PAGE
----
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how a personal injury settlement affects your estate plan by davis law group pc

How a Personal Injury Settlement Affects Your Estate Plan

April 14, 2022 Douglas Davis

Car crashes, incidents and fatalities are an unfortunate reality in our increasingly hectic and fast paced world.

According to the CDC, about three million people in the US are injured every year in a car accident. Most states have laws in place to help protect people who are injured in a car crash through an avoidable fault of another driver. These personal injury cases can often result in large sums of money being paid out to the victim of the crash, either through an out of court settlement or through a court judgement. A sudden and large influx of cash can be overwhelming to the recipient, who is working through medical bills, lost wages, insurance claims and a litany of other financial issues that come along with these accidents. Unfortunately, in many cases this money can be mishandled without proper legal and financial planning. If you’re receiving structured or lump sum settlement money from a personal injury case, here are a few things you can do to ensure the money is used properly and kept safe for the long term.


Set Up a Will or Trust

A large increase in wealth due to a personal injury settlement increases the need for a proper legal plan to distribute your money and assets if you were to unexpectedly pass away. Even if you already have a will or estate plan, the new structured or lump sum settlement may not be written into this plan yet, and you will want to ensure that any remaining funds are distributed and used according to your wishes. There may also be outstanding medical or other bills that will need to be paid with this money, so naming a trustee or executor who is aware of these financial obligations is critical.

If you are married or have a minor child, a living trust can direct a trustee to use your accounts and property for the benefit of your spouse or child, while protecting those assets from loss by lawsuit, divorce, or other financial difficulties that your spouse or child may experience after you are gone. A trust can also protect property until children reach an age when they are better able to manage the money that they will eventually inherit. Unlike a will, which usually requires a lengthy and sometimes expensive probate proceeding, a properly established living trust can help your loved ones avoid the probate process at your death.

In some states, there are protections for personal injury settlement money against creditors. In these states, settlement money must be placed in a specific account or designated investment so that if a creditor makes a claim against the recipient of these funds, the proceeds are clearly delineated and protected from collections. If a state does not have these laws in place, it may be in your best interest to use other asset protection strategies, such as a Domestic Asset Protection Trust or other investments that are accessible to you, but not creditors.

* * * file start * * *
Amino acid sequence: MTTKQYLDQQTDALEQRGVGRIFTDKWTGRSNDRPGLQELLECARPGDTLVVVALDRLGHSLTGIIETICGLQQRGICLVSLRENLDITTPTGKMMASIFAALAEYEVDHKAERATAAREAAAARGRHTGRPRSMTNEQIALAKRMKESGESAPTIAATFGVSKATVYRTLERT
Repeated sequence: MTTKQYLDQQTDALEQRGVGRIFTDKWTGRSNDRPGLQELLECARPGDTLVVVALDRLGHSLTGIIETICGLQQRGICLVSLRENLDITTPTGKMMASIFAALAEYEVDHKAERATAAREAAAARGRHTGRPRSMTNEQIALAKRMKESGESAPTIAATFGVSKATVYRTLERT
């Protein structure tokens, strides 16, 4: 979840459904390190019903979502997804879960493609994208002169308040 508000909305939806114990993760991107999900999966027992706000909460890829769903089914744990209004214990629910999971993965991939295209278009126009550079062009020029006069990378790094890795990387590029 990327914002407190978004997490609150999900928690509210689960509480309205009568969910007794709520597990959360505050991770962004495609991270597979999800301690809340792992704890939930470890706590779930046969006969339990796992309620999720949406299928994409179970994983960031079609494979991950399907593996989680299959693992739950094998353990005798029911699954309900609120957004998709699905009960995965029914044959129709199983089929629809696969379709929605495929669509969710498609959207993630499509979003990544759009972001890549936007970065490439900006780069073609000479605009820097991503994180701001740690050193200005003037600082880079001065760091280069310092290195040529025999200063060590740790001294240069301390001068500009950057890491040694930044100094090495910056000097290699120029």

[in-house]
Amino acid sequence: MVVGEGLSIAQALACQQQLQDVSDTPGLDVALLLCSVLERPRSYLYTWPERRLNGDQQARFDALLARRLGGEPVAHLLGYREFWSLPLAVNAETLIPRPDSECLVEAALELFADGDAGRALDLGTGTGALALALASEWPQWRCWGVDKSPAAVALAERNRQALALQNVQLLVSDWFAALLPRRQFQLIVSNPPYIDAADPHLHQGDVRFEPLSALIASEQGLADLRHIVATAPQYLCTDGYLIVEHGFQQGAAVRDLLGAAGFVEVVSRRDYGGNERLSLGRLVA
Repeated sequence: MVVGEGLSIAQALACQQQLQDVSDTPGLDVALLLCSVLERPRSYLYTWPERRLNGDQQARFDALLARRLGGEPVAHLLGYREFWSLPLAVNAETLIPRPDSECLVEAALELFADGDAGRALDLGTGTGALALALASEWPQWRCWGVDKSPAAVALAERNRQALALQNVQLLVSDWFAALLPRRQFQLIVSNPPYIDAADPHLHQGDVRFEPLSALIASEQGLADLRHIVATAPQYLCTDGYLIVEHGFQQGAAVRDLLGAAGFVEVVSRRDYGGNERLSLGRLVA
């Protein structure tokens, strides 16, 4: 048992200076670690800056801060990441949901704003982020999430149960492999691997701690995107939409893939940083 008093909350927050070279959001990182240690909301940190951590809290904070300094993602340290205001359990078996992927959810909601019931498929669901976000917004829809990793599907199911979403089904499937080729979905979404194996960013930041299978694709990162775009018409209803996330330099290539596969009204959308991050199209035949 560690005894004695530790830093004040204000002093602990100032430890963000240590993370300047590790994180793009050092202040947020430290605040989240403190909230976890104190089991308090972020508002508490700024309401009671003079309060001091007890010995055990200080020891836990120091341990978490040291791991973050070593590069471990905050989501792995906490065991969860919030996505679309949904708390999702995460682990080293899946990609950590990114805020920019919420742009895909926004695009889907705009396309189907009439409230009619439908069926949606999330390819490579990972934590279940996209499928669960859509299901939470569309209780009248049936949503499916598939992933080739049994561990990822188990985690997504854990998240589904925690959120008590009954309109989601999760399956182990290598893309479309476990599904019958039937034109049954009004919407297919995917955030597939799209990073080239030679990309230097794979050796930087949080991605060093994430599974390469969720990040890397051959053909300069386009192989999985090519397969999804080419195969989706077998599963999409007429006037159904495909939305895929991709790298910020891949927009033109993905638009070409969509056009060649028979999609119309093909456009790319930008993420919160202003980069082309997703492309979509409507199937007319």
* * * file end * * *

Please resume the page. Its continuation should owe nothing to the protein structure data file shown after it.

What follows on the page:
Plan for Incapacity

A trust is not just a tool for how to distribute your assets after you pass away. It also allows a successor trustee to manage your accounts and property if you are not able to take care of them yourself. In addition to this successor trustee, it’s important o have a valid financial power of attorney. This is a legal document that allows you to appoint a trusted individual (referred to as “agent”) to handle financial matters on your behalf. Depending on the type of financial power of attorney you have, your agent can either act immediately or only if you become disabled and unable to handle your own affairs. Things you can allow your agent to do include accessing your accounts, dealing with insurance companies on your behalf, and even handling certain legal matters. Before naming this person, you should talk to a qualified estate planning attorney to make sure the legal document includes provisions that are relevant to you and your financial situation.

Finally, you should also make sure that you appoint a health care agent in an advance health care directive or medical power of attorney. These documents give your agent the authority to make important medical decisions or communicate your wishes regarding your medical care on your behalf if you cannot. This does not have to be the same person who you name as the financial power of attorney. In fact, it may be advisable to split these responsibilities between two different trusted individuals.

Davis Law Group Can Help

Personal injury settlements often involve significant amounts of money, and in fact it may be the largest amount of cash you ever receive at once. Planning is crucial to ensuring that these funds benefit you, your recovery and your loved ones. Our experienced estate planning attorneys can help you draft a plan that covers your unique situation and settlement. Contact us today to set up an in-person or virtual consultation.